Which of our core values of Lasallian Volunteers is most important to Albert and Savannah?
Savannah and Albert both identify service as the most important core value to them. Savannah shares, “The service component of our core values is most important. At San Miguel, our students, people we meet with who are seeking asylum in the United States, humanitarian aid organizations we collaborate with—these networks are what fuel my spirit and my passion for advocacy and social justice. Fostering relationships and establishing community within the realm of service I’m a part of is an incredible facet of my position.” “I have always had this commitment to serve and to be next to the people that are in need,” shares Albert. “When you see people struggling, you realize how fortunate you are, that there is always something that you can do for the good of the people around you. At the end of all of my experiences of volunteering I have always received much more compared to what I gave. Serving is like that, is when we all remove our armors, our ego and our most human essence arises with kindness, humility and love enriching others.”
What is the most important thing the students Savannah and Albert work with need from them?
“Solidarity; a network of support that is concerned not only with accompaniment, but truly with listening,” shares Savannah. “Hearing their truth, their experiences, their thoughts, with the intent of understanding versus always trying to respond ‘perfectly’ or with the aim of ‘fixing.’” Albert shares, “Mainly, my presence, listening to them, being there and bringing kindness to their days. Especially during adolescence if you are with them, they will really appreciate it because it is a time where they are discovering and learning about themselves more and more. They really struggle. Moreover, these students, some of them, they go through hard situations that make them grow up too quickly or take on adult responsibilities too quickly. And that really affects them in their way of being. Whenever I do in my activities and try to create an environment of openness, peace and respect. So, they can forget about school and appreciate more simple things discovered through service with others and ultimately, themselves.”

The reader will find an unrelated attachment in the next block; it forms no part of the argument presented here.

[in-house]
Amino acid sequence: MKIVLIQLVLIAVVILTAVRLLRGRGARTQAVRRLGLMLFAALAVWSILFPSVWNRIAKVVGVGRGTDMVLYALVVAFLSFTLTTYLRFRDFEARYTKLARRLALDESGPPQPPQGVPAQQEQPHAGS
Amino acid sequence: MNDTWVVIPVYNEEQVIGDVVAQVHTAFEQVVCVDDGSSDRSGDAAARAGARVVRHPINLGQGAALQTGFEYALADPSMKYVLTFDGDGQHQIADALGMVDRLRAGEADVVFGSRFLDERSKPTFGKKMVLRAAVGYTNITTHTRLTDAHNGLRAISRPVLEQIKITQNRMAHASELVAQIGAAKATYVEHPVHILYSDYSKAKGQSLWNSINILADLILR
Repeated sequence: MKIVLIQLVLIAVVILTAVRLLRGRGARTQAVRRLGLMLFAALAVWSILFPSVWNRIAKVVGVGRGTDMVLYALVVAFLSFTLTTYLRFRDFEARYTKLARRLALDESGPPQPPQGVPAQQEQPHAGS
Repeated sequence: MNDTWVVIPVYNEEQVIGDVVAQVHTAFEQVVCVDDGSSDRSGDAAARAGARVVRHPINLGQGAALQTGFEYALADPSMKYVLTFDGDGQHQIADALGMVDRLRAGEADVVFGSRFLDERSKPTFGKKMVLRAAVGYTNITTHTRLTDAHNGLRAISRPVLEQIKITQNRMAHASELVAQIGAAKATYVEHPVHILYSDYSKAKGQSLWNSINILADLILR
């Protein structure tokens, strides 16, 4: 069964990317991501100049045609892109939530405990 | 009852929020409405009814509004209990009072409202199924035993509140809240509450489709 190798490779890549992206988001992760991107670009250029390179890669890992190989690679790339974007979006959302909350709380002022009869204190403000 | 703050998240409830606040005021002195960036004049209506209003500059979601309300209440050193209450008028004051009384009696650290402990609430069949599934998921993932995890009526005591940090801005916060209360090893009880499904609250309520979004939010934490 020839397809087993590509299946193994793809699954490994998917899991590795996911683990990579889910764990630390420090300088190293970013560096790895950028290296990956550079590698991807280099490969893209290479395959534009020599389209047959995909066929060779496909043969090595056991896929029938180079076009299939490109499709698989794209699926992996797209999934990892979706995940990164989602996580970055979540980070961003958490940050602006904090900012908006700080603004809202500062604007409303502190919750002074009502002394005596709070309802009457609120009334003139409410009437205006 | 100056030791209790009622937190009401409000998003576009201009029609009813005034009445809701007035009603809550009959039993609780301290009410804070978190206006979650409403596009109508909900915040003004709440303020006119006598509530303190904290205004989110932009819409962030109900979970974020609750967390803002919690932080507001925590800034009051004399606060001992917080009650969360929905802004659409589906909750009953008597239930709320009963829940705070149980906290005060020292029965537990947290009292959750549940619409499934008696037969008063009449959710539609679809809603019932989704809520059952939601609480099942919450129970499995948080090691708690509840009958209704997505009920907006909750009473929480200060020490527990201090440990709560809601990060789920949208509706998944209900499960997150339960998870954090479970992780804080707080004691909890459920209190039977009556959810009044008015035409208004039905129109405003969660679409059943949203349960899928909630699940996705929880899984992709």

How has serving with and living alongside the De La Salle Christian Brothers changed Albert and Savannah?
Albert responds honestly sharing, “We could say that it shaped me in a way that I couldn’t expect at all. It’s just, I admire them what they represent to the school, their commitment and their spiritual enrichment. They are really unique human beings to learn from. It has been some months but thanks to this experience of community and the kind of involvement I’m getting with the school, I’m discovering myself in a really special way that I would never have had the chance before.” For Savannah, the Brothers have impacted her understanding of commitment. Savannah shares, “They have taught me what it means to live in community, to live out the agreement and commitment we’ve made to each other as a squad to be present and a source of support for one another. Additionally, being involved with the Brothers has taught me invaluable lessons about being invested in community also means investment in holding one another and ourselves accountable.”
What would Savannah and Albert offer as advice to someone discerning a year of service?